I Speak of the City: Judith Ortiz Cofer

[It took me a long time to accept being a Nuyorican writer; it felt like I hadn’t lived a gritty enough city life, thought the poetry I was writing wasn’t political enough, and (the biggest sin) not actually being able to claim coming from la isla. After a while, I started hanging with some other writers who could claim la isla, were writing poetry they felt was deeply political but felt they didn’t have enough of a city experience to feel down since they had grown up in the burbs. Yes, even in community grass roots poetry there are gate keepers who aren’t just measuring your poem when you’re on the mic, but also making sure you hit all the valid culture points and if you don’t… you’re ass out from the club.

One of the first books that clued me in on the fact that any kind of gate keeping, especially coming from inside an ethno group, was completely wrong was The Latin Deli. A mix of poetry and short story that was as Rican as you can get but no so Nuyo with most of the stories going down in Paterson, New Jersey. The irony being that most Latino families I knew in the Bx were plotting day and night to get enough change to be able to buy a house in, you guessed it, New Hersee. So I knew that the Boricua suburb transplant that Judith Ortiz Cofer was writing about was a true Nuyorican voice.

The other burb reality is that you can take the Boricua out of the City but the City always is sure to follow and so the Bodega began to pop up alongside the Italian, Russian and Jewish Delis in the burbs. It’s all so very familiar to me, not just the recognizable food items but the cast of characters that hang by the front counter, some work there, some shop there and others just know that’s the best place to tell a story.]

The Latin Deli: An Ars Poetica

Presiding over a formica counter,
plastic Mother and Child magnetized
to the top of an ancient register,
the heady mix of smells from the open bins
of dried codfish, the green plantains
hanging in stalks like votive offerings,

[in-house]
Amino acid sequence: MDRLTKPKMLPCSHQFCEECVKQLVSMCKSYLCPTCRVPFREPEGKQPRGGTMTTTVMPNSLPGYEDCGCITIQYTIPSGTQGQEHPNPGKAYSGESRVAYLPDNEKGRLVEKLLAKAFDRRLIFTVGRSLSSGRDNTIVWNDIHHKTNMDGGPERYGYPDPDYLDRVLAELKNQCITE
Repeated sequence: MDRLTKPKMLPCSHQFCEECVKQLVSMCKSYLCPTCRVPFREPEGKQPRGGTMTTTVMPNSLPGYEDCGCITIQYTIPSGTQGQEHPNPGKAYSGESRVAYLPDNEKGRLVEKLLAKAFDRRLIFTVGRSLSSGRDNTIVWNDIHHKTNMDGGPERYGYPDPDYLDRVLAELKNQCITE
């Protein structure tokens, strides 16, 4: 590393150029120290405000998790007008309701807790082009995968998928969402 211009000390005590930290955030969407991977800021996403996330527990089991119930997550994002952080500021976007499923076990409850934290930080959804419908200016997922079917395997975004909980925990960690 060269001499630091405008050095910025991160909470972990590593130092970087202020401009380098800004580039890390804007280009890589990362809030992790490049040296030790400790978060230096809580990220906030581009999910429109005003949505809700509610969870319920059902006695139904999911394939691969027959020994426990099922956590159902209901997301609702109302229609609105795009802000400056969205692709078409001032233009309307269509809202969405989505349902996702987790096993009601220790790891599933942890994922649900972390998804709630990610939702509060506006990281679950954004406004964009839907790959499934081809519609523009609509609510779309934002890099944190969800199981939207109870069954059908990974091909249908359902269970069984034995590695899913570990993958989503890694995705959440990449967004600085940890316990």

she is the Patroness of Exiles,
a woman of no-age who was never pretty,
who spends her days selling canned memories
while listening to the Puerto Ricans complain
that it would be cheaper to fly to San Juan
than to buy a pound of Bustelo coffee here,
and to Cubans perfecting their speech
of a “glorious return” to Havana–where no one
has been allowed to die and nothing to change until then;
to Mexicans who pass through, talking lyrically
of dólares to be made in El Norte–
                                                                all wanting the comfort
of spoken Spanish, to gaze upon the family portrait
of her plain wide face, her ample bosom
resting on her plump arms, her look of maternal interest
as they speak to her and each other
of their dreams and their disillusions–
how she smiles understanding,
when they walk down the narrow aisles of her store
reading the labels of packages aloud, as if
they were the names of lost lovers; Suspiros,
Merengues, the stale candy of everyone’s childhood.
                                                                She spends her days
slicing jamón y queso and wrapping it in wax paper
tied with string: plain ham and cheese
that would cost less at the A&P, but it would not satisfy
the hunger of the fragile old man lost in the folds
of his winter coat, who brings her lists of items
that he reads to her like poetry, or the others,
whose needs she must divine, conjuring up products
from places that now exist only in their hearts–
closed ports she must trade with.

© Judith Ortiz Cofer

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  1. quick comment then i promise i will read the poem: the “gatekeepers” in the grassroots spaces are just as rabid as the “gatekeepers” in academic and institutional spaces, about measuring authenticity, and about determining those standards. certainly, the grassroots community also has the concern of appropriators, i.e. those who would literally capitalize on the grit, urban poverty, et al – thinking about kiwi’s recent blog post on what it means to be an artist in this age of aggressive capitalism. and that these artists would give nothing back to the grassroots communities, nothing to help them, nothing to support them.

    still, it sucks to be suspect.

    word verif: notfate !!!

  2. Ah, sir, you wrote this just for me, didn’t you?

    Struggling with the burbs as a Nuyorican writer is precisely what makes my little heart tick. The picture you’re looking at, by the by, is the heart of Downtown Paterson, an area where that pesky gentrification thing never seems to stick.

    And if it’s the palimpsests you’re after, there’s an old furniture store called Van Dyk’s on Main Street that I think is now a National Wholesale Liquidators, or so it was.

  3. Barb: Every gatekeeper is a pain and the only way I make through is picturing how they all want to be Zull and all the sycophants want to be Rick Moranis. Or is it the other way around? I guess it depends on who is uglier or dokier.

    Rich: You know when I think of Paterson, New Hersee, I’m think of you and that time we drove through there in the dead of Sunday Night passing by those commuter buses that shuttle you back and forth from the City to the Falls. Good times, Hutch.

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